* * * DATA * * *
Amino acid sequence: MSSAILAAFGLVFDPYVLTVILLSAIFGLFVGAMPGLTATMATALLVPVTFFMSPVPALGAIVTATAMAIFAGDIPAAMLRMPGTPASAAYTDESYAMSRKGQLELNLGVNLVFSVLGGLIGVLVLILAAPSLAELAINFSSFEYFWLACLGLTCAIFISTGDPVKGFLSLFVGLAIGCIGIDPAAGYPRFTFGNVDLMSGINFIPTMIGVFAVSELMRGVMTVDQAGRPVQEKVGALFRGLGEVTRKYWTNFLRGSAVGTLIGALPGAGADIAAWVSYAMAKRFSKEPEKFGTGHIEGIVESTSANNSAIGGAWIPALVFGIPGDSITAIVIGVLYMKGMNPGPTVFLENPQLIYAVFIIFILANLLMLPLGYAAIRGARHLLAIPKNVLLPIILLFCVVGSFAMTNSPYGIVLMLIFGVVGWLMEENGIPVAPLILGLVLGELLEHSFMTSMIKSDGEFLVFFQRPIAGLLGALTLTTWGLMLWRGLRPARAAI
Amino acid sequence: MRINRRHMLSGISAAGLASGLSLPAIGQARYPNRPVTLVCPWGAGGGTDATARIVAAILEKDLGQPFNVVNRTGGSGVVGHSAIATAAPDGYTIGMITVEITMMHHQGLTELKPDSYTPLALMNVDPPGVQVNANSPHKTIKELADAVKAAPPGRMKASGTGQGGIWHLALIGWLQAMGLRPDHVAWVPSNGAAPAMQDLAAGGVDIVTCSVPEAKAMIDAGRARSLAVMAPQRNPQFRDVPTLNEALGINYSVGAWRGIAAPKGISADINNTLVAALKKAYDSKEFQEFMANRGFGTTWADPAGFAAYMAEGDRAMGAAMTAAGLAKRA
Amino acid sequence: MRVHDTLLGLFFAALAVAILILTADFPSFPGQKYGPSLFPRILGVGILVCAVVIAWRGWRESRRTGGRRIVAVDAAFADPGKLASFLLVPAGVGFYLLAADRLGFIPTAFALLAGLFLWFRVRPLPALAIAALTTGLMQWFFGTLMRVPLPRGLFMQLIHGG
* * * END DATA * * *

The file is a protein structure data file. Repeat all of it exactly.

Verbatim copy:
Amino acid sequence: MSSAILAAFGLVFDPYVLTVILLSAIFGLFVGAMPGLTATMATALLVPVTFFMSPVPALGAIVTATAMAIFAGDIPAAMLRMPGTPASAAYTDESYAMSRKGQLELNLGVNLVFSVLGGLIGVLVLILAAPSLAELAINFSSFEYFWLACLGLTCAIFISTGDPVKGFLSLFVGLAIGCIGIDPAAGYPRFTFGNVDLMSGINFIPTMIGVFAVSELMRGVMTVDQAGRPVQEKVGALFRGLGEVTRKYWTNFLRGSAVGTLIGALPGAGADIAAWVSYAMAKRFSKEPEKFGTGHIEGIVESTSANNSAIGGAWIPALVFGIPGDSITAIVIGVLYMKGMNPGPTVFLENPQLIYAVFIIFILANLLMLPLGYAAIRGARHLLAIPKNVLLPIILLFCVVGSFAMTNSPYGIVLMLIFGVVGWLMEENGIPVAPLILGLVLGELLEHSFMTSMIKSDGEFLVFFQRPIAGLLGALTLTTWGLMLWRGLRPARAAI
Amino acid sequence: MRINRRHMLSGISAAGLASGLSLPAIGQARYPNRPVTLVCPWGAGGGTDATARIVAAILEKDLGQPFNVVNRTGGSGVVGHSAIATAAPDGYTIGMITVEITMMHHQGLTELKPDSYTPLALMNVDPPGVQVNANSPHKTIKELADAVKAAPPGRMKASGTGQGGIWHLALIGWLQAMGLRPDHVAWVPSNGAAPAMQDLAAGGVDIVTCSVPEAKAMIDAGRARSLAVMAPQRNPQFRDVPTLNEALGINYSVGAWRGIAAPKGISADINNTLVAALKKAYDSKEFQEFMANRGFGTTWADPAGFAAYMAEGDRAMGAAMTAAGLAKRA
Amino acid sequence: MRVHDTLLGLFFAALAVAILILTADFPSFPGQKYGPSLFPRILGVGILVCAVVIAWRGWRESRRTGGRRIVAVDAAFADPGKLASFLLVPAGVGFYLLAADRLGFIPTAFALLAGLFLWFRVRPLPALAIAALTTGLMQWFFGTLMRVPLPRGLFMQLIHGG